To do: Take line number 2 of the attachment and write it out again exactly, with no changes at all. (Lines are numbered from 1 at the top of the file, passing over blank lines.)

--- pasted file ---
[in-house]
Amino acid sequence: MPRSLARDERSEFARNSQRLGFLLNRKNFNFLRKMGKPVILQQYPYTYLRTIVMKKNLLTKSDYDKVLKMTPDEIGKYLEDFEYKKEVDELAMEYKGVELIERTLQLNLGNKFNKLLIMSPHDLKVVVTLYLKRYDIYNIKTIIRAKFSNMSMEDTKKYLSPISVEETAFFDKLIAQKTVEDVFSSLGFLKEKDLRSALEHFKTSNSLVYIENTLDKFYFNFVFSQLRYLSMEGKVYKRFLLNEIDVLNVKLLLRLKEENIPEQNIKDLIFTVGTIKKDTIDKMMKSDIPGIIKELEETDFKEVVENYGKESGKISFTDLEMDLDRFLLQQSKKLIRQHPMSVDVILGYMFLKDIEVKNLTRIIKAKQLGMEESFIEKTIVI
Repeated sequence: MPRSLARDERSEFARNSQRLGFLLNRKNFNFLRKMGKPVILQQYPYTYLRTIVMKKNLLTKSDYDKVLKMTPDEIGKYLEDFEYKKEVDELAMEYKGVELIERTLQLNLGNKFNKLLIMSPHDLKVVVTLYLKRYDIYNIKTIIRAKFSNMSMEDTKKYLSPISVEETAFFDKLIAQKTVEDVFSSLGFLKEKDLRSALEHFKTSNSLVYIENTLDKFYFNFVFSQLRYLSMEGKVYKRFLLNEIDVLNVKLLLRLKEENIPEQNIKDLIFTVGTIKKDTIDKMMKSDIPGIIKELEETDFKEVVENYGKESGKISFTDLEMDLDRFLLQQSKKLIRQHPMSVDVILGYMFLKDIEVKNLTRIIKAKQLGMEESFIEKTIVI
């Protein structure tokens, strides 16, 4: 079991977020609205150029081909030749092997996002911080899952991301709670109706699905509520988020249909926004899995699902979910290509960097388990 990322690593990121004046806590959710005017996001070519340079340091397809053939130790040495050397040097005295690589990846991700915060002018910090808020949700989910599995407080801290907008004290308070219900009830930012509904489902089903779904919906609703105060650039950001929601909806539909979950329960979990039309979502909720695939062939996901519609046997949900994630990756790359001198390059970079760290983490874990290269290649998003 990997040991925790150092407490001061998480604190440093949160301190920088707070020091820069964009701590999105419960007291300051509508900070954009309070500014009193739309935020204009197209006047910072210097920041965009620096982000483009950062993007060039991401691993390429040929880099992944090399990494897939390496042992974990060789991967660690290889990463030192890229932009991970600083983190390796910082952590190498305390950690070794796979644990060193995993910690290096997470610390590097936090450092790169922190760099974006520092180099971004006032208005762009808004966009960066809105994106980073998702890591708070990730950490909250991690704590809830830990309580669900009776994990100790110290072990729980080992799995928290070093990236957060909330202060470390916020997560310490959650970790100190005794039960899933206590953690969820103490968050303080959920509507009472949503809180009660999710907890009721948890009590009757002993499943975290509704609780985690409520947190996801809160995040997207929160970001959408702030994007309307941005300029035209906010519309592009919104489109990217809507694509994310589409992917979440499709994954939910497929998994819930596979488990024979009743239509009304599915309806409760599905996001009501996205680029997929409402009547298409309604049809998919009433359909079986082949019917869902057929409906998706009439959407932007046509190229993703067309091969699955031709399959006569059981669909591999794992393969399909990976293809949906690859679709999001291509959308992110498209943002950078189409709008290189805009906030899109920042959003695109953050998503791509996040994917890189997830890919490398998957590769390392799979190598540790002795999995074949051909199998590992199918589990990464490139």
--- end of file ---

Amino acid sequence: MPRSLARDERSEFARNSQRLGFLLNRKNFNFLRKMGKPVILQQYPYTYLRTIVMKKNLLTKSDYDKVLKMTPDEIGKYLEDFEYKKEVDELAMEYKGVELIERTLQLNLGNKFNKLLIMSPHDLKVVVTLYLKRYDIYNIKTIIRAKFSNMSMEDTKKYLSPISVEETAFFDKLIAQKTVEDVFSSLGFLKEKDLRSALEHFKTSNSLVYIENTLDKFYFNFVFSQLRYLSMEGKVYKRFLLNEIDVLNVKLLLRLKEENIPEQNIKDLIFTVGTIKKDTIDKMMKSDIPGIIKELEETDFKEVVENYGKESGKISFTDLEMDLDRFLLQQSKKLIRQHPMSVDVILGYMFLKDIEVKNLTRIIKAKQLGMEESFIEKTIVI